Photo: Glittering chedi, Nan.

The Nan loop by motorbike

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With beautiful mountain scenery and sparsely frequented roads, Nan province offers some great circular motorbike routes. Though perhaps not quite comparable to the Mae Hong Son loop in scenery terms, and lacking the variety of stop-off points you find along the Chiang Rai loop, Nan itineraries have a very good compromise of the two, plus the remote province does have more of an off-the-beaten-track cachet to it. Our favourite route is a three-day trip minimising lengthy riding time and optimising interesting sites and pretty landscapes, while including overnight stays in perhaps the province’s two most interesting districts, Pua and Bo Kluea.



Scenery near Bor Kleua

Scenery near Bor Kleua.

This circular itinerary, starting and finishing in Nan city, takes in the waterfalls of Santisuk, fascinating Bo Kluea, Doi Phuka National Park, the old Tai Lue village and temple at Nong Bua and the spectacular scenery of Tham Pha Tup Forest Park, with one night each in Bo Kluea village and Pua.

Silaphet Falls, between Santisuk and Pua

Silaphet Falls, between Santisuk and Pua.

The first point is Santisuk village, lying 32 kilometres northeast of the provincial capital and site of a series of scenic waterfalls. Leave town by the Paknua Bridge over the Nan River, after which you need to take an immediate turn to the left. It looks like you’re turning into a suburban residential street but this is actually the start of Route 1160 and soon heads out across the rice-fields of the Nan Valley. (By the way, if you haven’t yet visited Wat Prathat Chae Haeng, now’s the time for a slight detour.)

Paddy-fields on the way to Santisuk

Fields on the way to Santisuk.

On arrival in the small market town of Santisuk, follow directions for Pua and head north on Route 1081. A series of waterfalls lies close to the main highway on the east side between here and Pua, with the most popular ones indicated by English-language signs. According to our map, three or four falls flow down from the wooded hills on the east side of the valley. We checked out the best known ones: Tad (That) Leuang and Silaphet. First up, Tad Leuang is found just past the turn off for Bor Kleua and is the less busy of the two, but probably the more scenic. It’s easily accessed by a short track from the main highway. Silaphet is much busier, with a bunch of cafes, souvenir stalls and picnicking Thais. It’s found a few kilometres further north towards Pua and is also easily reached by a short side road. This is a good spot to grab some lunch.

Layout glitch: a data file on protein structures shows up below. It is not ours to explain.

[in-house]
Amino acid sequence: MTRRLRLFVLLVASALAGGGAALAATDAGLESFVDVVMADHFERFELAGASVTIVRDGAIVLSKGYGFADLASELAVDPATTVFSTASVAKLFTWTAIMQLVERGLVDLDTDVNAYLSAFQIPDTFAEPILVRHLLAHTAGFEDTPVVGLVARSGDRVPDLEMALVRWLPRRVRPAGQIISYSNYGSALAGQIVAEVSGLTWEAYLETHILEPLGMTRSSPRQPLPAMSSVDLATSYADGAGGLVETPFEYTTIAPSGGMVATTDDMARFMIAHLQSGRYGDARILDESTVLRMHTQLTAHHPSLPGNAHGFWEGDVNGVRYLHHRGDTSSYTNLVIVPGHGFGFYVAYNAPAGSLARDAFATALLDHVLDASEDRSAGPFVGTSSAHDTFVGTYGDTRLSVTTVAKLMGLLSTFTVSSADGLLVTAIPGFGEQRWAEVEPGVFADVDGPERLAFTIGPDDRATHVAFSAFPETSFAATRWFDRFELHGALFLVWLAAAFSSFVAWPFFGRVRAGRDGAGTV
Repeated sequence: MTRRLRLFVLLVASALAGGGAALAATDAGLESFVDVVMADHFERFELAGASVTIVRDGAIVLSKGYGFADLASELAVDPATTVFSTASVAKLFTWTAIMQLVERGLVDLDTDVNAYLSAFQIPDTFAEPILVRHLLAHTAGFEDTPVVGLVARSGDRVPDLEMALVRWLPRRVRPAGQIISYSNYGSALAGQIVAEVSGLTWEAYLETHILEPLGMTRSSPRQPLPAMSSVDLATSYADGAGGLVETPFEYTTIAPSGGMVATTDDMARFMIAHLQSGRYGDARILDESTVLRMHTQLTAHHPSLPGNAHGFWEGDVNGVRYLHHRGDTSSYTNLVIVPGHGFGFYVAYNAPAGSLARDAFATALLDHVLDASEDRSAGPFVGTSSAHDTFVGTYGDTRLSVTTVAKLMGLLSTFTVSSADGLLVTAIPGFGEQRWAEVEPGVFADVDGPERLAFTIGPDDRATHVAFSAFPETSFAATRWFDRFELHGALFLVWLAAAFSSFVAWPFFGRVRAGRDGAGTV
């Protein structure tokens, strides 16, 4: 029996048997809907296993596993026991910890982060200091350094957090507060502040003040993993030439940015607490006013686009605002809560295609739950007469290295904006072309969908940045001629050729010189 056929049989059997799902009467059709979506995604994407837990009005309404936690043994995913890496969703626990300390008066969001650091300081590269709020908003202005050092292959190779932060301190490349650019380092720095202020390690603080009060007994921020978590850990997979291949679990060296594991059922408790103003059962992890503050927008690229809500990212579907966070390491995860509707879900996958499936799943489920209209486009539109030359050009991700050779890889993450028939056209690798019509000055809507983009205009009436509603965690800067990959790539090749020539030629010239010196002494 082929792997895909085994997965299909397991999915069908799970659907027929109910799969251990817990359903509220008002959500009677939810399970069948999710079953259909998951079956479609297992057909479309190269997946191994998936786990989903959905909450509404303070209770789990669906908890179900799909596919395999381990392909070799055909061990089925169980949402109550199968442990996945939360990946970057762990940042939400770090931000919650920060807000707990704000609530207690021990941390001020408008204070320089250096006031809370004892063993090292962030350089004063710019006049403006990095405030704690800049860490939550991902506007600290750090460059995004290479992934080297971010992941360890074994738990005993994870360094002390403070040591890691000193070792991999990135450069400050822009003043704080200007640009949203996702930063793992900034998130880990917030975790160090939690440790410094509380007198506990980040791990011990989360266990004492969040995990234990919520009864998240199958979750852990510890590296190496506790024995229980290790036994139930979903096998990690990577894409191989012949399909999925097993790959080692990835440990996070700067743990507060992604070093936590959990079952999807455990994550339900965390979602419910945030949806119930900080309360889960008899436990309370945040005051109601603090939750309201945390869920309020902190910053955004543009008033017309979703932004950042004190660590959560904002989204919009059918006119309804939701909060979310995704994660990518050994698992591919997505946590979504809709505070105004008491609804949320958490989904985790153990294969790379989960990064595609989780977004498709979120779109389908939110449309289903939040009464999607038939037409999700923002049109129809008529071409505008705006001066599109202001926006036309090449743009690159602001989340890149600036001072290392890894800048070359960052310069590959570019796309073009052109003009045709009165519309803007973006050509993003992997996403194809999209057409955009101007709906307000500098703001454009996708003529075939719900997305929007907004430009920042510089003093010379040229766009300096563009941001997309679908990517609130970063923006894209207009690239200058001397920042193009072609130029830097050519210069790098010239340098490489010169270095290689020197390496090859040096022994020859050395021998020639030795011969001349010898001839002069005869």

Butterflies at Tad Leuang

Butterflies at Tad Leuang.

Since our next waypoint is Bo Kluea and we’re saving Doi Phuka for the second leg of the itinerary, we now need to double back a kilometres to return to the junction south of Tad Leuang where a narrow but sealed road heads east to Bo Kluea. This involves scaling a range of hills — though nowhere near as steep as Doi Phuka — before arriving in Bo Kluea village by the scenic valley to the south. The distance is 50 kilometres or so, so you should arrive with plenty of time to check-in to some village accommodation, visit the famous salt wells and explore the little village a bit before heading up to Huan Saphan Bor Klua for a well earned beer and some spicy south Thai food. We describe this restaurant in our Bor Klua eat and drink section — the drive to Bo Kluea is almost worth it for dinner alone!